Notes From Monday Night’s City Council Meeting

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by Gina Bourdage

Here are notes from Monday night’s (April 6th) Burien City Council meeting (link to PDF agenda here):

A recent survey found that 50% of homeless men in our area are veterans. In 2005, the Veterans and Human Services levy was passed to generate funding to veterans, military personnel and their families housing and support services. The levy approved $13.3 million dollars dedicated  to help both veterans and residents in need of human services.

Two citizen boards were appointed to allocate the funds to reach specific goals within the program.

Sadikifu Akina-James from the King County of Veterans Affairs broke down the five strategies within the program;

  • Enhancing services and access for veterans
  • Ending homelessness through outreach, prevention, permanent supportive housing and employment
  • Increasing access to behavioral health services
  • Strengthening families at risk
  • Increasing effectiveness of resource management and evaluation
  • Beginning in 2005 the levy will remain until 2011.

For more information visit

Wednesday, April 8th at Dottie Harper Park the city will celebrate Arbor Day by planting a tree in memory of former mayor Dottie Harper. Bring your family and celebrate the holiday starting at Noon.

Burien is proceeding with low watt radio project for emergency broadcasts. In the case of emergency tune to AM 540. The project is projected to be complete by the end of April 2009.

After discovering that the City of Seattle is the only city with laws extending beyond the State of Washington, Burien is now looking into developing or adopting new requirements to set a higher standard for renters in the Burien area [EDITOR’S NOTE: This was an issue brought to the City Council meeting a few weeks ago by a concerned resident who wanted to be heard and it looks like the city is truly listening. It pays to speak up!].

Disputes over Puget Sound Park, located in the northern part of North Highline, cause the areas fate to up for discussion. The City of Seattle wants to sell and build low income housing and just about everyone else wants to keep the area a community park. White Center councils are not in favor of the proposed transition. A public review meeting is set for April 22nd from 4-6pm at 1000 Oaksdale Ave SW in Renton. Everyone is encouraged to attend and voice their opinion.

“Because we are so close to annexation we don’t feel this is a good idea to be making this sort of decision.” – City Manager Mike Martin

The council approved preliminary proposal 291, granting use of land in the neighborhood of 132nd to be developed into single family homes. Currently the lot is wooded and unused. The proposal includes six subdivisions, including a five-foot sidewalk and a storm water run off which current residents would be able to access to prevent drainage issues.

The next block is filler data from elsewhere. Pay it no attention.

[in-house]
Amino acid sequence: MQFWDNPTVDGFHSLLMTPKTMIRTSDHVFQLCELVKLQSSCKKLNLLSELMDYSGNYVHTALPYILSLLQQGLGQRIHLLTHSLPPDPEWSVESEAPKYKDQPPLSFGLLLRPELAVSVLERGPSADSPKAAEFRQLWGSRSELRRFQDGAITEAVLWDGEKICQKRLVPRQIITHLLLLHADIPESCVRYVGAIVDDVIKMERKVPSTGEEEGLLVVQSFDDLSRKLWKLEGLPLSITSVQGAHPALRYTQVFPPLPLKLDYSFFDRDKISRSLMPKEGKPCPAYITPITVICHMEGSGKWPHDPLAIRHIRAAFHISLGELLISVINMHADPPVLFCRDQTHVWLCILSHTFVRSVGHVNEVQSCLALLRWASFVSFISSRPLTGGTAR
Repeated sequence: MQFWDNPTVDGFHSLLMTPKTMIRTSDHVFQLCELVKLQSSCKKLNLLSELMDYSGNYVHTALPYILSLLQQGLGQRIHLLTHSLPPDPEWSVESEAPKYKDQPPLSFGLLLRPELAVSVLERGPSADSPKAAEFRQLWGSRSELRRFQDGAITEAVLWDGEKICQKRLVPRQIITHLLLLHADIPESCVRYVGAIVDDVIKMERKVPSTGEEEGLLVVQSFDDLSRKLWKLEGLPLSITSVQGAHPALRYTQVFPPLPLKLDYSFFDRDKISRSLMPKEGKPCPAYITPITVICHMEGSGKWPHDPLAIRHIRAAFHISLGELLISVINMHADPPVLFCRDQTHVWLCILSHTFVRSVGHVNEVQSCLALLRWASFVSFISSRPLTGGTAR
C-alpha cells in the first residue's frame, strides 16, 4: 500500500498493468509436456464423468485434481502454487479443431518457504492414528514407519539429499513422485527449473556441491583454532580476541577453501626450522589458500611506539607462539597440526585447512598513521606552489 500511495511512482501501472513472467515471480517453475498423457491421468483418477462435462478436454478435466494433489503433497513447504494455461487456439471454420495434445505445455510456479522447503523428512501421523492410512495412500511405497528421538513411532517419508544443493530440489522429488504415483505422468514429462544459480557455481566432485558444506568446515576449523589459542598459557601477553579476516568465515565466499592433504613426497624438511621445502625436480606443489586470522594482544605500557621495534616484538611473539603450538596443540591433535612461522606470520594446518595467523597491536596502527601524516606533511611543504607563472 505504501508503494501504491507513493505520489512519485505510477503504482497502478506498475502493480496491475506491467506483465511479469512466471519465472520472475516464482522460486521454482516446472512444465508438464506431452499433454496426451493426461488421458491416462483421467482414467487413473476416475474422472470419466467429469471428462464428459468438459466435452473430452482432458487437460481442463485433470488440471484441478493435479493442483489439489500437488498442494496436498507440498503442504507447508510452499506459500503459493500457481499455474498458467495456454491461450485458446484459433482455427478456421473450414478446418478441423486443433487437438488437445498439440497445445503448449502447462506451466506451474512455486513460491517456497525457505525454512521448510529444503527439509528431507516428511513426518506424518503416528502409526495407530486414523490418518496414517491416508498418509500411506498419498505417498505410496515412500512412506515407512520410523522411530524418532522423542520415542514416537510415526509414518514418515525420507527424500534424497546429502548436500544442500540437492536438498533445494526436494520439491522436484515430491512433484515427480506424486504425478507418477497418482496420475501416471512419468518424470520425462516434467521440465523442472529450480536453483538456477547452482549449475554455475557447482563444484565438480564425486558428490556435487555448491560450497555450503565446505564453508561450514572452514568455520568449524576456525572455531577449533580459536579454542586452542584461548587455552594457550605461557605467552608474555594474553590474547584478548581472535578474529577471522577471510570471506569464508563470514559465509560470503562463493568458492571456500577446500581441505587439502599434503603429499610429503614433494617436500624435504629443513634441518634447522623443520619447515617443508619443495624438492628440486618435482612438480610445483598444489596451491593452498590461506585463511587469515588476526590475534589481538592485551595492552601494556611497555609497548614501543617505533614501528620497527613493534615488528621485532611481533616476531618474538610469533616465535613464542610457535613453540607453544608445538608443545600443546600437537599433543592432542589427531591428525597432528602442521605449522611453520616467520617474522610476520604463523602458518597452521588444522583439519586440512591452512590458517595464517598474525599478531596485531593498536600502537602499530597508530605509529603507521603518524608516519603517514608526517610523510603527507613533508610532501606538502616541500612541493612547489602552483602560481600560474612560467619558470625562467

Seahurst Park Master Plan presented a restoration project including restoration efforts to return the area to a more natural environment, improve access to trails and improve natural seawall . Several options for direction area were proposed and are available at

Currently the Parks Department is seeking funding to move forward.

Preservation efforts for Des Moines Memorial Drive and creation of a new memorial park were proposed. The NE corner of South 136th and Des Moines Way South is one suggestion for the location of a new memorial park which would include a memorial wall, seating area and more. Improvement plans would include the current memorial wall at Sunnydale Elementary, but expansion is not likely due to space restrictions.

The current wall does not include all of the Highline residents that died in World War I. The restoration project, with the help of Highline Historical Society, would include all of those names which have been compiled.

The city of Seatac would take on the majority of the cost for the new park. Some fundraising will have to be done to supplement the cost. The Burien City Council supported the efforts.

The restoration committee hopes to have the project complete by 2012. For more information visit

Due to an oversight in the wording of the Business and Operations tax bill the City of Burien collected too much in taxes from some business owners. In all about 35 people were effected to a total of $900.

The City is planning on refunding the $900 and correcting the wording of the tax measure to prevent future issues.

“It’s not only a legal, but a moral obligation to refund the money.” said council member Kathy Keene.

A recent arts commission meeting proposed installation of a sculpture with a fish and a revolving eagle above the fish, made by the Puget Sound Skills center students and designed by a welding instructor.

The sculpture would be included in the BIAS Interum Art Space.

The city council’s next regular meeting will be held at 7pm on Monday, April 13th.

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